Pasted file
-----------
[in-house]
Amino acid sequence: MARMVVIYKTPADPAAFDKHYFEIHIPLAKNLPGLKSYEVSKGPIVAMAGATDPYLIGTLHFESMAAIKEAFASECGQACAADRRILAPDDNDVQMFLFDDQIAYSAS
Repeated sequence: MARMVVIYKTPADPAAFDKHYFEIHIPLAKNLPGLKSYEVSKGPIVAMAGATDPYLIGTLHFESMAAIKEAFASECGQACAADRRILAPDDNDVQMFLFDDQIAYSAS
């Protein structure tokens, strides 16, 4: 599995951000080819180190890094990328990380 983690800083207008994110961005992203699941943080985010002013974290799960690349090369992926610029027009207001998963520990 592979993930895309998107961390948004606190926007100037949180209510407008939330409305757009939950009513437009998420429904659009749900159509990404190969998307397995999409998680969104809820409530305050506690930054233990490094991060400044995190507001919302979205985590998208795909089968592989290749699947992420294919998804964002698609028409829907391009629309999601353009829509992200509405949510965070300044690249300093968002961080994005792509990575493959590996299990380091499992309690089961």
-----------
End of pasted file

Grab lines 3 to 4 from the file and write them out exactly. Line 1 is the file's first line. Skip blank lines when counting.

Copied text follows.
Repeated sequence: MARMVVIYKTPADPAAFDKHYFEIHIPLAKNLPGLKSYEVSKGPIVAMAGATDPYLIGTLHFESMAAIKEAFASECGQACAADRRILAPDDNDVQMFLFDDQIAYSAS
């Protein structure tokens, strides 16, 4: 599995951000080819180190890094990328990380 983690800083207008994110961005992203699941943080985010002013974290799960690349090369992926610029027009207001998963520990 592979993930895309998107961390948004606190926007100037949180209510407008939330409305757009939950009513437009998420429904659009749900159509990404190969998307397995999409998680969104809820409530305050506690930054233990490094991060400044995190507001919302979205985590998208795909089968592989290749699947992420294919998804964002698609028409829907391009629309999601353009829509992200509405949510965070300044690249300093968002961080994005792509990575493959590996299990380091499992309690089961």